"Good job Bud. You won! And broken a course record!" his parents exclaimed.
The Mableton resident had just completed the race faster than anyone before in the Push Assist Division, clocking in at 37 minutes, or 6:02 per-mile race time.
"...the most exciting words of my life," Aranda shared.
Ricardo was born with cerebral palsy and diagnosed with legal blindness due to optic nerve atrophy. He also chased his dreams to become a wheelchair athlete and now competes several times a year.
It's easy to connect with others when you know their story, even when their life looks a lot different from your own.
Aranda's experience is one of 10 stories being shared in a new storytelling event crisscrossing the state this summer. The event aims to shed a light on what it's like living with a disability and help others better understand how they interact with the world.
“Treasure Maps: The Georgia Storytelling Roadshow,” is a series of pop-up events in six cities featuring an interactive outdoor theater experience.
The series comes from the Georgia Council on Developmental Disabilities and will feature vendors, installations, food trucks, and live music for attendees.
It's the fourth year for the council's Storytelling Project program, and the first to feature the interactive event.
Treasure Maps comes to Savannah on Friday to the Old Roberds Dairy Farm. Doors open at 7:30 p.m. with the screening beginning at 9 p.m.
"Sometimes it seems as though we think the stories of people with disabilities are marginalized, but really, that's only the case if we see neurotypical or able-bodied people at the center," says Irene Turner, Storytelling Project Director.
"This evening is all about bringing these stories into the center, bearing witness, and encouraging us all to be better allies."
Treasure Maps is a collection of short films showcasing 10 Georgia storytellers as they provide an up-close perspective into what it's like navigating the complex webs of life in our communities as a person with a developmental disability.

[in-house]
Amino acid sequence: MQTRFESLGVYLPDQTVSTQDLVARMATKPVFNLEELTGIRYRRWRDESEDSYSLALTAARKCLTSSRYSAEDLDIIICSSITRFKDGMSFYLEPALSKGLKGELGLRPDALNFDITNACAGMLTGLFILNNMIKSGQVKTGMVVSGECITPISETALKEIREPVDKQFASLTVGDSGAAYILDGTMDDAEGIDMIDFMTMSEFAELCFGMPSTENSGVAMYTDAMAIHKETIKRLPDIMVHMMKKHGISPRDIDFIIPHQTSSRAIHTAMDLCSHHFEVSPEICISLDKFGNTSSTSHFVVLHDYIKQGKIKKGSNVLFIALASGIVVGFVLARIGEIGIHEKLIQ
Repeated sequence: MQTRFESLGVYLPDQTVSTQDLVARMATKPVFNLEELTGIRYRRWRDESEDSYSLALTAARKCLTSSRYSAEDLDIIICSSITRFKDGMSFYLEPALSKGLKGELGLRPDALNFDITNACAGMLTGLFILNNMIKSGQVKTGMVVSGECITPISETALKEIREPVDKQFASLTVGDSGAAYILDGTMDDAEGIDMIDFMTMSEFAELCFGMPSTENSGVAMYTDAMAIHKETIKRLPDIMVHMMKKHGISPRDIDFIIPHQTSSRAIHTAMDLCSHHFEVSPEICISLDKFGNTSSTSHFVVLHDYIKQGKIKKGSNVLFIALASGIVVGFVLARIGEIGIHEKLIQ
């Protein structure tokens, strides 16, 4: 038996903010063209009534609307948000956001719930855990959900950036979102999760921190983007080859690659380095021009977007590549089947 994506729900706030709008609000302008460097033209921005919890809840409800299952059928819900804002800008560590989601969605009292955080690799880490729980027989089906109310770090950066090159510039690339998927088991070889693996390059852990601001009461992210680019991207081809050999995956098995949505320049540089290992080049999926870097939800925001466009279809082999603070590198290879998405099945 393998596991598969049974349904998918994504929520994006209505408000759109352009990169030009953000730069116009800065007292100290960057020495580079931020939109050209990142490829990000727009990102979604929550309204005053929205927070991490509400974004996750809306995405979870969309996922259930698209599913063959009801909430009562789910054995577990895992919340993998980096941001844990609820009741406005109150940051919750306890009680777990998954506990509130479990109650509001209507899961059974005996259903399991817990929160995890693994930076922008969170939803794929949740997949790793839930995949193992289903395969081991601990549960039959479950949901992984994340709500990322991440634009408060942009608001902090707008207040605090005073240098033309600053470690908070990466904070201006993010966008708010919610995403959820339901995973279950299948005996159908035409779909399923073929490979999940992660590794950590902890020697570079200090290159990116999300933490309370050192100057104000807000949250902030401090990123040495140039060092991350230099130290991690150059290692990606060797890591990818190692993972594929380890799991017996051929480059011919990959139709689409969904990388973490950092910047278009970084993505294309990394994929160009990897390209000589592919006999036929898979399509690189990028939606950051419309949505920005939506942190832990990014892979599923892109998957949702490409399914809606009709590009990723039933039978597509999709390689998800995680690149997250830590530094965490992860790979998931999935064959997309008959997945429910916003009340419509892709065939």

The Georgia Council on Developmental Disabilities (GCDD) estimates that nearly 153,500 Georgians live with Intellectual or Developmental Disabilities in the state.
From early childhood, to school, independent living to employment - the storytelling series offers a personal spotlight on the trials and triumphs of those living with an impairment in our state and how they persevere and succeed.
"Each story is a beautiful manifestation of the teller. It was fun to work with all these gifted, unique storytellers," Turner added.
The shows will be accessible to all, with CART and ASL services to enable communication for the deaf and hard of hearing, adding to the inclusive themes of the event.
Beforehand, visitors can enjoy art installations, a riding demonstration by the Pegasus Riding Academy, dancing, popcorn, while visiting tables from agencies that serve the disability community.
To learn more about the Treasure Maps Storytelling Project and read bios of each storyteller, visit: story-collection.gcdd.org/treasure-maps.
IF YOU GO
WHAT: Treasure Maps: The Georgia Storytelling Roadshow - Savannah Night
WHEN: Friday; Doors at 7:30 p.m., Screening at 9 p.m.
WHERE: Old Roberds Dairy Farm, 2500 Tennessee Ave.
This article originally appeared on Savannah Morning News on June 22, 2021.
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